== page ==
Yet multilateral institutions for forest governance remain extremely weak, while global efforts to prevent deforestation are contested by resurgent claims to national resource sovereignty, as for example by the Bolsonaro government in Brazil. Spearheaded by transnational civil society campaigns spanning developed and developing countries, multinational corporations and national governments, including a number of EU member states, have made high-profile voluntary commitments to fight tropical deforestation and reduce its impact on their supply chains, but with limited effects to date. In this context, the European Commission, the Council, and the European Parliament have recently announced their intentions to step up EU action to protect and restore the world’s forests, including through regulatory measures to support deforestation-free value chains.
This public symposium explores and debates the EU’s options for combating deforestation beyond its borders. The symposium consists of two interlinked panels.
In the morning panel (10.00-11.30) prominent EU and Dutch policy makers, NGO activists, and independent analysts discuss the specific measures which may be adopted, their practical feasibility, and their potential effects.
In the afternoon panel (16.00-17.00) academic specialists from the University of Amsterdam (UvA) reflect on the EU policy debate and the pros and cons of the different proposed measures from the perspective of their own research.
The 2011 crisis in Libya represented the first case in which the international community invoked the principle of the ‘responsibility to protect’ in order to justify taking coercive measures. In a new study published by Cambridge University Press, Karin Wester provides a unique analysis of the evolving Libyan crisis and the international community’s response.
From the masculinisation of sovereignty to the rise of informal law
Migration remains at the top of the political agenda across the European Union. Although the EU’s migration law-making competences are limited, migration is one of the most dynamic policy domains. During this event we explore the EU’s formal and informal migration and border policies.
Ali Bilgic is a Reader in International Relations and Security at Loughborough University and served as the 2017-19 Prince Claus Chair (PCC) in Development and Equity at the International Institute of Social Studies of the Erasmus University in Rotterdam. His research is on migration and human security.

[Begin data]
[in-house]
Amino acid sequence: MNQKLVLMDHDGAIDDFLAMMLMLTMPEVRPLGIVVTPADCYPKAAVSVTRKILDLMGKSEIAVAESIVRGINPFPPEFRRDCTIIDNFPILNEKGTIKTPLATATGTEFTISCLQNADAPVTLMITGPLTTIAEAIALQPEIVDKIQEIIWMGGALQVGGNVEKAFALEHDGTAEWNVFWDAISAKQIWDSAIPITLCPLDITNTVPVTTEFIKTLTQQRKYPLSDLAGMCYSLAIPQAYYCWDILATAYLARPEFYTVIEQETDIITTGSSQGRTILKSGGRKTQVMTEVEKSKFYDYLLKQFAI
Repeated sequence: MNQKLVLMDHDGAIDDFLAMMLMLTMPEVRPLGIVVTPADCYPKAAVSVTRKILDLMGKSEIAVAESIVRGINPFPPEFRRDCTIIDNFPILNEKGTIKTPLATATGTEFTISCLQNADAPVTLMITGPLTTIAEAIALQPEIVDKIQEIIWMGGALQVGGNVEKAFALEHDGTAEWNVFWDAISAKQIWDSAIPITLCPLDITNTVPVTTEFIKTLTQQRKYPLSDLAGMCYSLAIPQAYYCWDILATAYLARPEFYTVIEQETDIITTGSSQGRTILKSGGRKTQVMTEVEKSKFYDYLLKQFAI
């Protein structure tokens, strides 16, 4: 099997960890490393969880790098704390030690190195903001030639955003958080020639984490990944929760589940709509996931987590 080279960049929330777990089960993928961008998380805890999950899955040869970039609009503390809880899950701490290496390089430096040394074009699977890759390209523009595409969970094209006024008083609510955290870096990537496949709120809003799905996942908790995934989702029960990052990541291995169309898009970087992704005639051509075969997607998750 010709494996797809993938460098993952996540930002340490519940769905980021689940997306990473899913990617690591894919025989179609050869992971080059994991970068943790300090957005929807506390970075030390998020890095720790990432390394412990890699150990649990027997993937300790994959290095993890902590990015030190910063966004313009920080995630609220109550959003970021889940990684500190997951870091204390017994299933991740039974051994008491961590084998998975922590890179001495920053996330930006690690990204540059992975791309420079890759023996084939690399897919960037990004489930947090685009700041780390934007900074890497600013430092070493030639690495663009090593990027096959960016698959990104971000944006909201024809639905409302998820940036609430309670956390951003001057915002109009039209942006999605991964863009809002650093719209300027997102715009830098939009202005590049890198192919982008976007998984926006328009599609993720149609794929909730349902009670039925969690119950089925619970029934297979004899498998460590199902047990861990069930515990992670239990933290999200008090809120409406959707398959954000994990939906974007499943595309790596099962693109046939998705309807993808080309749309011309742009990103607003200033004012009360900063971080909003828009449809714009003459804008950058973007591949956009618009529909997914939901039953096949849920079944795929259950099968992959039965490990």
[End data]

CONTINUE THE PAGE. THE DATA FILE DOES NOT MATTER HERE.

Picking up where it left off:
Paul James Cardwell is Professor in Law at the University of Strathclyde and previously worked at the University of Sheffield. His research is on European Union external relations and law with a special focus on migration and democracy promotion.
Book Panel with Paul de Grauwe and Yuemei Yi
The event will start with an introduction by Paul de Grauwe and Yuemei Yi. This will be followed by interventions by Roel Beetsma and Jante Parlevliet, after which the floor is opened for Q&A with the audience.
In Unequal Europe, Jason Beckfield demonstrates that there is a direct connection between European integration and the increase in European income inequality over the past four decades. He places the recent crisis into a broader sociological, political, and economic perspective by analyzing how European integration has reshaped the distribution of income across the households of Europe.
Jason Beckfield will present the core argument of the book, after which Janna Besamusca, Brian Burgoon and Frank Vandenbroucke intervene, followed by a discussion with the audience. The session is chaired by Theresa Kuhn.
In September 2020, ACES organised its first online conference ‘Differentiated Integration and the future of Europe: Promises, Pitfalls and Pathways’. Differentiated integration, understood as rules and policies that apply to some but not all member states, has become increasingly central to academic and political debate on the future of the EU.